Building Soil With “Wasted” Grass

Building Soil With “Wasted” Grass

Building Soil With “Wasted” Grass
By Greg Judy

  This year by concentrating on combining our cow herds into one large herd we have built a very nice recovery period into our Holistic Planned Grazing. Now we are starting to see the huge dividends from this management decision. We are presently on a 150-day recovery period from the previous grazing. I will admit that I had nightmares about several issues before taking the plunge, such as:

1.    What about those awful seedheads?
2.    How would I ever get the cows to eat the rank over mature forage?
3.    Wouldn’t the pinkeye problems be rampant with all those tall rank plants with seed heads?
4.    What about maintaining good animal performance on rank over mature forage?
  Well our actual real life grazing results have been an eye opening experience for us. Before I discuss each nightmare result listed above I want to cover the type of cattle that we are using.

   Our mob is made up of June calving and fall calving South Poll owned cows. The South Poll is a red hided animal that was developed by Teddy Gentry of Fort Payne, Alabama. It is very hardy on grass only grazing systems. These cows have done nothing but excel in Missouri heat and humidity plus handle our winters very well. They are a four-way cross consisting of Red Angus, Senepol, Barzona and Hereford. They are very slick hided, which makes them excel in heat, but they do grow a nice winter hair coat for Missouri winters.
   Our goal is to get everything calving in June because we can get our cows in a body condition score of 6.5 by the time they calve. This is critical for a quick high percentage breed back after calving. Dick Diven has done a lot of research showing the importance of cows calving with a 6.5 body condition score and a tremendous breed back is the result. In central Missouri it is tough to put a lot of weight on a pregnant cow coming out of winter with April grass. The grass in this time period is so high in protein that the cows have a hard time keeping on weight, let alone putting on weight. The May grass is a different story: the weight just piles on them.
   Let’s get back to my nightmares! Since switching to Holistic High Density Planned Grazing several years ago our rest periods have tripled over our previous grazing system. By moving the mob 1-2 times per day depending on the growing season and moisture conditions we are always keeping the cows in fresh recovered pasture strips. We are 100% focused on animal performance mode, getting as much quality grass through our cows daily as possible. Our cows do eat some of the seed heads, but most of them get trampled as the cows are ripping off the long succulent leaves down in the dense canopy.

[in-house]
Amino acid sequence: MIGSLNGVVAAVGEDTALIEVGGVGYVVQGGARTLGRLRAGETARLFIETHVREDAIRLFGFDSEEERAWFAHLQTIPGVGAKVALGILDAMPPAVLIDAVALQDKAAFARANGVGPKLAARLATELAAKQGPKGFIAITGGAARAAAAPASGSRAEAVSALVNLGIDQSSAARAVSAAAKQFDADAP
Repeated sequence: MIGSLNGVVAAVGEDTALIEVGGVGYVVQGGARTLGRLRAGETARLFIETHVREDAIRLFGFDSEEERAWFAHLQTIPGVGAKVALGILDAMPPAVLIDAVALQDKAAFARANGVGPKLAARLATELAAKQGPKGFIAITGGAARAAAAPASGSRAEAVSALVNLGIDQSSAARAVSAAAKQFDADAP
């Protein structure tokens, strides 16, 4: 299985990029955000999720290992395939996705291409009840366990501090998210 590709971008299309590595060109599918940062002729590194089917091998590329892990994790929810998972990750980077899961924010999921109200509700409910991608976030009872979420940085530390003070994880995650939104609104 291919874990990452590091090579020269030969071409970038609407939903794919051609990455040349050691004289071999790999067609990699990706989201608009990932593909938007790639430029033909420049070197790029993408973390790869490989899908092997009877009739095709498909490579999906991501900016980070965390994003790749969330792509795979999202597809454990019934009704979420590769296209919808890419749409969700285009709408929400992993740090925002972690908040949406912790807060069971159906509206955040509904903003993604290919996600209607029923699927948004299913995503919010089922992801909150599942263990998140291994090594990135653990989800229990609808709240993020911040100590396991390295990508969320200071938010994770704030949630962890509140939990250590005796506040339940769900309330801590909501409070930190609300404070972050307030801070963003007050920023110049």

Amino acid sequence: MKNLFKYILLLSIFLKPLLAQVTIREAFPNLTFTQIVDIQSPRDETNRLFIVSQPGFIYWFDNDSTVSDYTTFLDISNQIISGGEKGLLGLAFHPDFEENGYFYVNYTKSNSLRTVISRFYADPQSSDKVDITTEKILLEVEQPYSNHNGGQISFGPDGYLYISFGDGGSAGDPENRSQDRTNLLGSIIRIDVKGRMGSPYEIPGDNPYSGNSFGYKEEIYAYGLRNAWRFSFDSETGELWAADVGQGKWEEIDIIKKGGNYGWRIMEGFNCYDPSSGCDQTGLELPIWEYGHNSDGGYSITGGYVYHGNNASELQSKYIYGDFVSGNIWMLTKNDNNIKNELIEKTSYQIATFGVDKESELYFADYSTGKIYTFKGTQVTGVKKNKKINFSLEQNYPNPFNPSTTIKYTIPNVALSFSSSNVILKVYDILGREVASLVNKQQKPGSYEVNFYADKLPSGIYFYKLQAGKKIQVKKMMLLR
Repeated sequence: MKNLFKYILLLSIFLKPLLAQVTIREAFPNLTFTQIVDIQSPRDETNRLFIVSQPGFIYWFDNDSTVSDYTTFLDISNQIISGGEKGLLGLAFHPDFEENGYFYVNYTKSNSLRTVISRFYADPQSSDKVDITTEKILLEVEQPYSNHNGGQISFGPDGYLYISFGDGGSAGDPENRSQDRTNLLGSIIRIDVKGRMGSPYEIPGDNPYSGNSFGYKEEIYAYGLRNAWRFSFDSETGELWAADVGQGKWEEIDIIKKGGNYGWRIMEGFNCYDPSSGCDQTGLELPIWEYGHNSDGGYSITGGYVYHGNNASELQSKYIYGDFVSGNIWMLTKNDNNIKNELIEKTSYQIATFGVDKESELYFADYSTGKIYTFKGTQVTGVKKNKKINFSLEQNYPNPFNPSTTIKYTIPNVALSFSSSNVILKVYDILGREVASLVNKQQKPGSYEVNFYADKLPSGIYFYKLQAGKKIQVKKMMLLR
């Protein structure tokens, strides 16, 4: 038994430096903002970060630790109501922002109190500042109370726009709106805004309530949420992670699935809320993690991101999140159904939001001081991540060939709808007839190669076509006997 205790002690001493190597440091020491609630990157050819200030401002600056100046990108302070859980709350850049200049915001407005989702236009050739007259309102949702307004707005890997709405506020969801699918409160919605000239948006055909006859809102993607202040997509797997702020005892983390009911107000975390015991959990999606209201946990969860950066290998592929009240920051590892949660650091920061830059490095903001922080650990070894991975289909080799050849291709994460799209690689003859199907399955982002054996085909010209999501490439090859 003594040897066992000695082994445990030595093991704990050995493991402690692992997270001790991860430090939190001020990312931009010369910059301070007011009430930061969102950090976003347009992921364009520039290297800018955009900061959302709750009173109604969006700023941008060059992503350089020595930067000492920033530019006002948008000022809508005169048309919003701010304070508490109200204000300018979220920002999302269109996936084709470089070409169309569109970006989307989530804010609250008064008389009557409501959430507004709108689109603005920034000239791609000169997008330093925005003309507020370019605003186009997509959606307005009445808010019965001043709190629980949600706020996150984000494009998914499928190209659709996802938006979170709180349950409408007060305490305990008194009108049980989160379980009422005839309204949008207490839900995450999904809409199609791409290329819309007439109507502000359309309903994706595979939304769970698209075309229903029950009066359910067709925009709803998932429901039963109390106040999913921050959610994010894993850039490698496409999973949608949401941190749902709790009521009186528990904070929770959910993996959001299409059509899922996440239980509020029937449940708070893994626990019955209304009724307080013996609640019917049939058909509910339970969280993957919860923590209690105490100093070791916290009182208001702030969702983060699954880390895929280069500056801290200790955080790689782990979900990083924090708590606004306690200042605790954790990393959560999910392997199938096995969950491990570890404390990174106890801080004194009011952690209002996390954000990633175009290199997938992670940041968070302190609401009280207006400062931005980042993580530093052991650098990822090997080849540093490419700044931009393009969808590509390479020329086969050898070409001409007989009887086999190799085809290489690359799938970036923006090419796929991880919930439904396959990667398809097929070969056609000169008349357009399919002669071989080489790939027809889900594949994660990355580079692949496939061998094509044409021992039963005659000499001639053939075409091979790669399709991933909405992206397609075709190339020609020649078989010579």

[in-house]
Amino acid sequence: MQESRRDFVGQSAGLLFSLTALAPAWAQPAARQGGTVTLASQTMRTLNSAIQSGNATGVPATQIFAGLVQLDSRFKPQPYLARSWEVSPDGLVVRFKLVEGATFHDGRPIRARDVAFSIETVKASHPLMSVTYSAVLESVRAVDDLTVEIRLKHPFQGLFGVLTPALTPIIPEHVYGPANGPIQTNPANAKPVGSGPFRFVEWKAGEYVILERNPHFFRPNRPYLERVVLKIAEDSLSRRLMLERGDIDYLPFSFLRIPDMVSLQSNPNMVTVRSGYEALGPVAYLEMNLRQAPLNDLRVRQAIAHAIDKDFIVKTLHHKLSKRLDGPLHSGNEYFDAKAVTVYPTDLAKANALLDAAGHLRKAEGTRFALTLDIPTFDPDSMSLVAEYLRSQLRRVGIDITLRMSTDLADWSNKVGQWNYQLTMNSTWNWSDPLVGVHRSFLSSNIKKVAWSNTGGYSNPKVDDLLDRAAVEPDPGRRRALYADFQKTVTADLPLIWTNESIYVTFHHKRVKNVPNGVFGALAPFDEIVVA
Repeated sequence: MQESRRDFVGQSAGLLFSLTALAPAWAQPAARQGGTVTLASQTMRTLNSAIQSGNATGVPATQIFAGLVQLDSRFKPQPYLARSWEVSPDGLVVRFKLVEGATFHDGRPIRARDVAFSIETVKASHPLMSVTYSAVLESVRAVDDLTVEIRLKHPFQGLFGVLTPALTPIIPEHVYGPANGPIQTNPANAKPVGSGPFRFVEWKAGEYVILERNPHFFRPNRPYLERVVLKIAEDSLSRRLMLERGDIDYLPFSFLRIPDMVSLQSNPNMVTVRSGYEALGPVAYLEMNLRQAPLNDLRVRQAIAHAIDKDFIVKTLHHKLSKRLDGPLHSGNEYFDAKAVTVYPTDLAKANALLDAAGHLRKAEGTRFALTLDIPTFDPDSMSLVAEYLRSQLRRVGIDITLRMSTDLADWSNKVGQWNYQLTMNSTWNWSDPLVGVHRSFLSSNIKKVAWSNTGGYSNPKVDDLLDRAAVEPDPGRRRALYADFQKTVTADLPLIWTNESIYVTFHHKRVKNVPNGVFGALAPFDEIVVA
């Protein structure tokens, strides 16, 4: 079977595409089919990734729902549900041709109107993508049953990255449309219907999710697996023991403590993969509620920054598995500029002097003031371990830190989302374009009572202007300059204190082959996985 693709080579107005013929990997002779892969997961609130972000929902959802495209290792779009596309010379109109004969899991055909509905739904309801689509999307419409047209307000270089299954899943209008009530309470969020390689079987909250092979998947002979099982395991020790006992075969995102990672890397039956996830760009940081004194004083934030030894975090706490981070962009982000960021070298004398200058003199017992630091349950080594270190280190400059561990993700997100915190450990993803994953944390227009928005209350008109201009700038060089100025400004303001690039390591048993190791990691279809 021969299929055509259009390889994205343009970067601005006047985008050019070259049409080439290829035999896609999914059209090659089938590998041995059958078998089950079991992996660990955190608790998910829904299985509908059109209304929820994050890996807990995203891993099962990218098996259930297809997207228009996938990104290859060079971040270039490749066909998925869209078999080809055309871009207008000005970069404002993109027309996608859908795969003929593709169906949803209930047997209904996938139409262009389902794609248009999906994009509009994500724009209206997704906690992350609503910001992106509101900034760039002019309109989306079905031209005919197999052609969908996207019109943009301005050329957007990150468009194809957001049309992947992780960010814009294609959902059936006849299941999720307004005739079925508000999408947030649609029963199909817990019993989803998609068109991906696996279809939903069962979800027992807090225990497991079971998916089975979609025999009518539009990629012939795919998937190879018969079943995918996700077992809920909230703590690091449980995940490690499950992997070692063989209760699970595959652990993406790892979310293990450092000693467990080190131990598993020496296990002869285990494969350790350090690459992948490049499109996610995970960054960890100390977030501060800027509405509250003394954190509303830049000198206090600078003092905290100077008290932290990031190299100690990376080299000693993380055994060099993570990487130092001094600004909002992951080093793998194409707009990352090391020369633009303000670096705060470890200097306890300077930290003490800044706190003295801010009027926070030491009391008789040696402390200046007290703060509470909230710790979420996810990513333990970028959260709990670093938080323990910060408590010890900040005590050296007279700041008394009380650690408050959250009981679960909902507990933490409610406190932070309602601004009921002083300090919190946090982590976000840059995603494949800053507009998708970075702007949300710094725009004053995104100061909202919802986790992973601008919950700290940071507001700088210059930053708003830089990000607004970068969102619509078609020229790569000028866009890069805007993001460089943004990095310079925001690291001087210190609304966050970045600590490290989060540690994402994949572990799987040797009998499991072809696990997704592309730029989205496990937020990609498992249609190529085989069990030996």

As far as getting them to eat rank forage, we do not have to force our cows to do that. Our recovered pastures now have so many different plant species growing that there is always something tender and growing down in the mature grass sward. As the cows seek out these tender palatable plants they trample the ranker forage on the ground. The pinkeye issue has not been an issue at all this year, knock on wood. We have not had one case of pinkeye in the entire mob. This is probably the most amazing statistic for me. We always in the past have had some pinkeye in a few calves.
   The biggest reason we have not had any pinkeye this year I believe is because we have been focusing more this year on high animal performance, thanks to Ian Mitchell Innes’s constant comments on the importance of focusing on animal performance. We watch at 60 days before calving up until the time we take out our bulls after our cows are bred. Ian has convinced me that any health issue that shows up in an animal is a symptom of stress that the animal was subjected to 60 days or more prior to the event. After zero health problem issues, I am sold on the importance of animal performance. 70% of the unborn calf is developed inside the cow in the last 60 days. That trumps the importance of animal performance during this time period. So if a calf gets scours, pinkeye, or any health issue it is probably because you shorted the cow on quality forage during that time period. If a cow does not get everything that she needs everyday, how can she pass on the priceless antibodies in her milk to her calf?  She cannot, so the calf may have health issues.
   With the help of the free solar energy and a long recovery period we are building soil like never before. Our pastures have tons of litter trampled on them daily with the mob movement. It still amazes me the amount of forage they can trample in 12 hours. We had a farm tour the 13th of June on our farms where we had about 85 Midwestern cattleman show up. One of our farms that we toured that afternoon had not been grazed since March. When I told the group that this farm had never been limed or fertilized in the last 75 years, I had some looks of doubt on some of their faces.